For paleoanthropologists, the question of when our ancestors started spending more time walking over flat ground than hanging around in trees is a fascinating one – and it's something that new research gives us a better understanding of.

Using 3D modeling software, a scientist reconstructed the muscles of the 3.2 million-year-old AL 288-1 fossil, better known as 'Lucy'. The models show Lucy had strong leg and pelvic muscles for clinging to trees and knee muscles that allowed upright walking.

The fossil belongs to the Australopithecus afarensis species, an early hominin. The researcher behind the work, paleoanthropologist Ashleigh Wiseman from the University of Cambridge in the UK, says this tells us much more about how the species lived.

"Australopithecus afarensis would have roamed areas of open wooded grassland as well as more dense forests in East Africa around 3 to 4 million years ago," says Wiseman.

"These reconstructions of Lucy's muscles suggest that she would have been able to exploit both habitats effectively."

Muscle model
The completed 3D muscle model (left) and the muscle attachment areas used to build it (right). (Ashleigh Wiseman)

The Lucy fossil was discovered in the 1970s. While it was already well accepted that A. afarensis could walk, debate continues about whether this bipedalism was more of a chimp-style waddle or something akin to the upright gait seen in modern humans.

Wiseman used the latest computer modeling tools to reconstruct the soft tissue that didn't survive with the fossil. Starting with what we know of living human muscle and bone structures, Wiseman worked backward, looking at clues on the AL 288-1 fossil, including its dimensions, structure, and the traces muscles leave where they attach to the bone.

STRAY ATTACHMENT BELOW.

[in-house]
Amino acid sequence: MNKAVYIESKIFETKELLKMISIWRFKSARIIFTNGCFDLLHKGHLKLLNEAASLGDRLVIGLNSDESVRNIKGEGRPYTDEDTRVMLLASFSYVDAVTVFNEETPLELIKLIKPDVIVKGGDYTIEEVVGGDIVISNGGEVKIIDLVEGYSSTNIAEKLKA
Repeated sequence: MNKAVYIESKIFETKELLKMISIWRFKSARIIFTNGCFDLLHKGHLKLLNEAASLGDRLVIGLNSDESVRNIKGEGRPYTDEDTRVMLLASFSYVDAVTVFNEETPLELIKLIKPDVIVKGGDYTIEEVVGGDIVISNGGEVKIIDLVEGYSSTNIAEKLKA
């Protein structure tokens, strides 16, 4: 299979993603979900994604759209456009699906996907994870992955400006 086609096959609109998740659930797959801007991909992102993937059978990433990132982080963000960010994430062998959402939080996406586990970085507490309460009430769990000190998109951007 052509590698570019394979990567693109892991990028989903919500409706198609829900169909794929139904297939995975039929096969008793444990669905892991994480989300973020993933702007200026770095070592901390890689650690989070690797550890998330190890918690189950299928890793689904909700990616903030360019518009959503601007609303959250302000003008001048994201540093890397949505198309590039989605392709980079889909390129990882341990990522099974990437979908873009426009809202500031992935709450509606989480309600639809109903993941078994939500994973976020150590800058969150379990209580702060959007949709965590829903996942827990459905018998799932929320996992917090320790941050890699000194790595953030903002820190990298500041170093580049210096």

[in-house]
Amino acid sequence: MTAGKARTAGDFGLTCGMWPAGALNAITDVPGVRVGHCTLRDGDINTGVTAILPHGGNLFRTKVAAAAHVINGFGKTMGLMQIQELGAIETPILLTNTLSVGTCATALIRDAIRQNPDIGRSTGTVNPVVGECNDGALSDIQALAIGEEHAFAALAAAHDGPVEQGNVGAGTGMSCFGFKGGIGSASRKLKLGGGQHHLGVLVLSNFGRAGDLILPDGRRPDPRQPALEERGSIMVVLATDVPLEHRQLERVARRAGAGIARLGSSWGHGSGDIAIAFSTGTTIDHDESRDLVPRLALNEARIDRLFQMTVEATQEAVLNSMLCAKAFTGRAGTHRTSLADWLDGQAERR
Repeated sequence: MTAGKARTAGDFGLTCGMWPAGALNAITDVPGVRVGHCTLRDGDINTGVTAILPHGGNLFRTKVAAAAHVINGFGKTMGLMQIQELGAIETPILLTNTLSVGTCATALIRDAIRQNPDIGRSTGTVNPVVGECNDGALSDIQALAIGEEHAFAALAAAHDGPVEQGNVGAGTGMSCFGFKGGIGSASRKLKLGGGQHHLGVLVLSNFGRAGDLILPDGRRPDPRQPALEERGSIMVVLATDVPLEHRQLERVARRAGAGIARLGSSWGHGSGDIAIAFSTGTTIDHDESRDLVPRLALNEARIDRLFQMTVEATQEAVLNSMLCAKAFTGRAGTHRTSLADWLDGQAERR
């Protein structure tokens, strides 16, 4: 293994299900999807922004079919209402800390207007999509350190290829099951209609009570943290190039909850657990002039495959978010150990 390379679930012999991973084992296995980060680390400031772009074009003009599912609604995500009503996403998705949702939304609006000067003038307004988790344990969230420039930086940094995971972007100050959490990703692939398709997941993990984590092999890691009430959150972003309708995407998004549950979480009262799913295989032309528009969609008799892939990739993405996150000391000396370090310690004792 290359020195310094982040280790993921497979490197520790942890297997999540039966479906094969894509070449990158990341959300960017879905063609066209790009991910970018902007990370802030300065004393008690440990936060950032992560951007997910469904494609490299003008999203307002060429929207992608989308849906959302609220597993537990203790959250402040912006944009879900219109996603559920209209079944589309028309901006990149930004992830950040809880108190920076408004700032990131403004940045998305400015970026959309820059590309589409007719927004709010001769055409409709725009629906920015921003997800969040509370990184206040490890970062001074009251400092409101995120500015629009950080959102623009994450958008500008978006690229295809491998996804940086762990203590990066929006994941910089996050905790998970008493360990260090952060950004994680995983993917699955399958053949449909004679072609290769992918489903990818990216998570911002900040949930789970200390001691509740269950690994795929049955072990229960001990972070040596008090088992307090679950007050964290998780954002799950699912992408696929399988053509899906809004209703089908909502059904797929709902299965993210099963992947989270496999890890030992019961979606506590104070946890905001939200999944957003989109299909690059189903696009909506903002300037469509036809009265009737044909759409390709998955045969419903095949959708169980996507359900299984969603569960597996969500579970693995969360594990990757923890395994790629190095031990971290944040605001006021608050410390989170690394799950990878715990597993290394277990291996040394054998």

The powerful muscles that were generated through the models show that Lucy would've been able to stand upright. A total of 36 muscles in each leg were reconstructed, most larger and taking up more space than their equivalents in modern-day people.

"Lucy's ability to walk upright can only be known by reconstructing the path and space that a muscle occupies within the body," says Wiseman.

"We are now the only animal that can stand upright with straight knees. Lucy's muscles suggest that she was as proficient at bipedalism as we are while possibly also being at home in the trees. Lucy likely walked and moved in a way that we do not see in any living species today."

A. afarensis were shorter than we are, with smaller brains and ape-like faces. They would also have had a much lower fat-to-muscle ratio in their legs; major muscles in Lucy's thighs and calves would've been over twice the size we see in humans.

It's the first time that the soft tissue of an early human ancestor has been reconstructed in this way, but it's unlikely to be the last. The same modeling technique could be used on other fossils, and while some guesswork is still involved, the computational methods that researchers now have at their disposal are better than ever.

"Muscle reconstructions have already been used to gauge running speeds of a T. rex, for example," says Wiseman.

"By applying similar techniques to ancestral humans, we want to reveal the spectrum of physical movement that propelled our evolution – including those capabilities we have lost."

The research has been published in Royal Society Open Science.